France to make five billion euros cuts in 2014

Reuters/Charles Platiau

France is to make five billion euros-worth of cuts in 2014 in a continuing austerity cure that saw 12.5 billion euros slashed from budgets and 36.9 billion in tax increases this year.


Prime Minister Jean-Marc Ayrault on Friday asked ministers to draw up proposals for five billion euros-worth of savings without shedding jobs, since the Socialist government has promised to keep public-sector employment stable.

Dossier: Eurozone in crisis

The savings can be made by “ambitious structural reforms”, Ayrault said in his letter to ministers.

The cuts are part of the government’s efforts to bring France’s debt down to the EU-stipulated three per cent of GDP by 2017.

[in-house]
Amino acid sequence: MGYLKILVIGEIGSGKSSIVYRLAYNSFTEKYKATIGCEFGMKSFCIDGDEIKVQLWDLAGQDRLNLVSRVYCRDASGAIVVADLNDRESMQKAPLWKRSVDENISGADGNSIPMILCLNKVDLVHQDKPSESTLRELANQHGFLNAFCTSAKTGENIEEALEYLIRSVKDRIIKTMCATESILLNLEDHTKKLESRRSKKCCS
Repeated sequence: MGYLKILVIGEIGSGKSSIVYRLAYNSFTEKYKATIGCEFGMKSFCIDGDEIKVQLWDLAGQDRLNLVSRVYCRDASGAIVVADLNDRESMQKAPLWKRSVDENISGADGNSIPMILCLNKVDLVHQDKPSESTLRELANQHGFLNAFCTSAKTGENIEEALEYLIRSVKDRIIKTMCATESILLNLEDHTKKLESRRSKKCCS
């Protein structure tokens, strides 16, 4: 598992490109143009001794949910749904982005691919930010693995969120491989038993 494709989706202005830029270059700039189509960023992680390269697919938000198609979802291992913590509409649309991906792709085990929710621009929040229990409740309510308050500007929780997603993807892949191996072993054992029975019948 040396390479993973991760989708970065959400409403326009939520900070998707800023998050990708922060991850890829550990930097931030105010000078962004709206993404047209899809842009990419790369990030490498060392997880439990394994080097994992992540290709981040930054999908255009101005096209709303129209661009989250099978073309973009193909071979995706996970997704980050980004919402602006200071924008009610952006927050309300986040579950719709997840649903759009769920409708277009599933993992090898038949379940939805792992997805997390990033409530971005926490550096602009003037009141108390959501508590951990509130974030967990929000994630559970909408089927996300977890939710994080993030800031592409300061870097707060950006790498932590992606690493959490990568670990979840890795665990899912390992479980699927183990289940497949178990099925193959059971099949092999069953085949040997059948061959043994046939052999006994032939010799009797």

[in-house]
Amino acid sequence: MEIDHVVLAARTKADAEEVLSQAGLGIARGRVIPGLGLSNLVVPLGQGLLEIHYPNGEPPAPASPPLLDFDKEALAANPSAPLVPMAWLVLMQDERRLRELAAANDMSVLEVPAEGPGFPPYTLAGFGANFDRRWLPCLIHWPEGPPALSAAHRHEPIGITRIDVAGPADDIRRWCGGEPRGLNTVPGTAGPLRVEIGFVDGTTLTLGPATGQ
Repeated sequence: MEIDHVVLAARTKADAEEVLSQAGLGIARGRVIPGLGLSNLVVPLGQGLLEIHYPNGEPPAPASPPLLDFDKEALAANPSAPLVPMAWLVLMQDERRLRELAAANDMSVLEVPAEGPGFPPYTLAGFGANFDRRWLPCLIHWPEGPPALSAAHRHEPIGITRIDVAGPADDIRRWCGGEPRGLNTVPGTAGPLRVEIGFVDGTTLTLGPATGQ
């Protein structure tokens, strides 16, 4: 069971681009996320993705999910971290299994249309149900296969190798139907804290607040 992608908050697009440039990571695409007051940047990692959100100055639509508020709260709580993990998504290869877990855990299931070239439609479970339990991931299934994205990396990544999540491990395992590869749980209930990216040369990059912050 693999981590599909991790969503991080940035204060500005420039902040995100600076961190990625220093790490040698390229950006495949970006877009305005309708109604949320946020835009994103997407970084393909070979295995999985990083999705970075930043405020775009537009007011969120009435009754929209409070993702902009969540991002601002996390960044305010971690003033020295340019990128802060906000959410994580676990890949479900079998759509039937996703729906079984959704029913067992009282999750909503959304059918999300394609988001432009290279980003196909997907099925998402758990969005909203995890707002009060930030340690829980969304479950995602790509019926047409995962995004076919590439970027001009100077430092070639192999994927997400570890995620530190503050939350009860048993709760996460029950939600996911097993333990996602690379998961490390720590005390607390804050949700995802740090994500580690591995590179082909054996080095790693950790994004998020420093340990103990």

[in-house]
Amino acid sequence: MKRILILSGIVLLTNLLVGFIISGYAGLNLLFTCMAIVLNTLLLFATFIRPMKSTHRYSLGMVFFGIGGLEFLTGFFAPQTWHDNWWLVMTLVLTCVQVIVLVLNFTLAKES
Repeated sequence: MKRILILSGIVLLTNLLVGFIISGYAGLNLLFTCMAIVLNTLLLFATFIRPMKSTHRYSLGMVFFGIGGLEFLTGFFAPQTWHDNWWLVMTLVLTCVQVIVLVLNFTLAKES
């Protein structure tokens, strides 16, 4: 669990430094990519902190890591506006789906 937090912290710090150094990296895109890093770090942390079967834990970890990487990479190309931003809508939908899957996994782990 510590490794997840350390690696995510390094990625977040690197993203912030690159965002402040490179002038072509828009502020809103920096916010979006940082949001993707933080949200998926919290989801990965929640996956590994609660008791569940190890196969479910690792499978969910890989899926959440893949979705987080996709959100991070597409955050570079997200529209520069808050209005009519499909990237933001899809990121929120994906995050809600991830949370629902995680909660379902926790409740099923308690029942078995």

The 2013 budget, the first full year’s drawn up since the Socialists came to power last year, set targets of cutting 10 billion euros from state spending and 2.5 billion euros from health insurance payouts.

It set a target of raising 10 billion euros from tax rises on companies and 10 billion from rises for individuals, including a 75 per cent tax on incomes once they reach one million euros that is being redrafted after being blocked by the constitutional court.

Growth has failed to reach the levels on which the government’s calculations were based and unemployment continues to rise.

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